This marked not only the directorial debut of brothers Joel and Ethan Coen, but was written, edited and produced by them, as well. In point of fact, this would qualify the film as one of the most polished and successful neo-noir thrillers created as an indie film. Certainly, a feat for its time.
The plot revolves around the affair between Abby (Frances McDormand, great actor and actual wife of Joel) and Ray (John Getz), which has not gone unnoticed by Abby’s spouse, Marty (played by the eerily Richard Nixon-like Dan Hedaya). So Marty hires a private eye, who naturally is as shady as they come.
What transpires is an escalating series of dirty deeds and double crosses. To say much more would spoil the movie, but I will say this: Marty may be one of the toughest men to kill in movie history. And, if two people want to have a happy relationship, it helps to trust one another.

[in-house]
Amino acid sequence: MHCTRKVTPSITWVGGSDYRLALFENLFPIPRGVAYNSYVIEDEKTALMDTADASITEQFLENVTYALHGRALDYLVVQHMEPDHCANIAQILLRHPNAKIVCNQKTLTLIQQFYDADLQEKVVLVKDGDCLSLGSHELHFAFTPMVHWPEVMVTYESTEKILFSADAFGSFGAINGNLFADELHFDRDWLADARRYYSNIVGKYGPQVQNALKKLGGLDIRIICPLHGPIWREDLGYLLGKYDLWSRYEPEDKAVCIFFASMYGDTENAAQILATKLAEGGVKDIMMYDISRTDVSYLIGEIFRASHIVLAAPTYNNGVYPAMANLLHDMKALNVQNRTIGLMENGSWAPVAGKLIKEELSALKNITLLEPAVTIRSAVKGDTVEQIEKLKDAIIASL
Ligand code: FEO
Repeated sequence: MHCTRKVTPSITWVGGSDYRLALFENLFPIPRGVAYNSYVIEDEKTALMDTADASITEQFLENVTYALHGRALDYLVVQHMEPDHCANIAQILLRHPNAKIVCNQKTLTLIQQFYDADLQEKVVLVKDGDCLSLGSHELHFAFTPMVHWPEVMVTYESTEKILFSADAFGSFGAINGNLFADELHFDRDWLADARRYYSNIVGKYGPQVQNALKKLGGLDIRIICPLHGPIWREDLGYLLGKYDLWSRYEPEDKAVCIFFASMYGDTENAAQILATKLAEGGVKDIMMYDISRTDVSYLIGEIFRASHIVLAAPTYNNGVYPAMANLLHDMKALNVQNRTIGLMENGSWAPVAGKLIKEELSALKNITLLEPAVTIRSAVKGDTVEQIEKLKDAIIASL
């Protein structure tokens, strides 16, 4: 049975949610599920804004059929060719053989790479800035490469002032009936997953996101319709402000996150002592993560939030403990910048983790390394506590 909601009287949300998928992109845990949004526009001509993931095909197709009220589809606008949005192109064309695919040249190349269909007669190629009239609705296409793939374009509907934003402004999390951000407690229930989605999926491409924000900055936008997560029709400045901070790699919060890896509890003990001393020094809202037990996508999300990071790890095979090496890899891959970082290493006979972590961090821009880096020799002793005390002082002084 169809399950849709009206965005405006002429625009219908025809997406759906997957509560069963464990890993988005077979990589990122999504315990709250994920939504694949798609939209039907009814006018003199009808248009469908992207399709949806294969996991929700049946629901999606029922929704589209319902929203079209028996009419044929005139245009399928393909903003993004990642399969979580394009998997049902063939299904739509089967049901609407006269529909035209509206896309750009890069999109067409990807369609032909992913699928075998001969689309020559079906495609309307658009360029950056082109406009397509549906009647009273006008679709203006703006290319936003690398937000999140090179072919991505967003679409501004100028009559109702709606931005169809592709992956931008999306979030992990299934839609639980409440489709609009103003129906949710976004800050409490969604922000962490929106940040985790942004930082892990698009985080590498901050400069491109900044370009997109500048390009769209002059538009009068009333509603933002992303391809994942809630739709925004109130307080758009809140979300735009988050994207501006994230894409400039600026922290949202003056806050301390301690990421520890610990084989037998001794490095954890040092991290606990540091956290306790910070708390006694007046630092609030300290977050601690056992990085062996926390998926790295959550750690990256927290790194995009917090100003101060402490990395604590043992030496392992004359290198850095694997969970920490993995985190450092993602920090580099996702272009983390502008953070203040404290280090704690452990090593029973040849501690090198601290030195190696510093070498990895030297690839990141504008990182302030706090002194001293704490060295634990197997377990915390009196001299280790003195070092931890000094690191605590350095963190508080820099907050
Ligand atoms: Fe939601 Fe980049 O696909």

The film is remarkable for having established the highly unorthodox Coen Brothers approach to the crime thriller genre. It fully established their proclivity toward mixing brutal violence with comedy. As an indie film, it was both a polished product and a huge success – the movie grossed double its $1.5 million in production costs.
As indie filmmakers, the Coens employed the unusual device of creating a fake trailer for the movie, in order to raise money. One could look at it as an early use of the moving image to fund a film, pre-dating the crowdfunding approach by nearly two decades.
The Coens have gone on to produce a string of films that reflect their somewhat twisted outlook. They also tend to pay homage to genre flicks — this one obviously meant to honor the film noir tradition. Between their genre sendups, surreal stories, and their dour existentialism, the Coens are truly American film auteurs.
Their first major foray into moviemaking earns the pair two thumbs up! 🙂
PS: Here’s an interesting fake trailer for the movie that someone put together as a class project! 🙂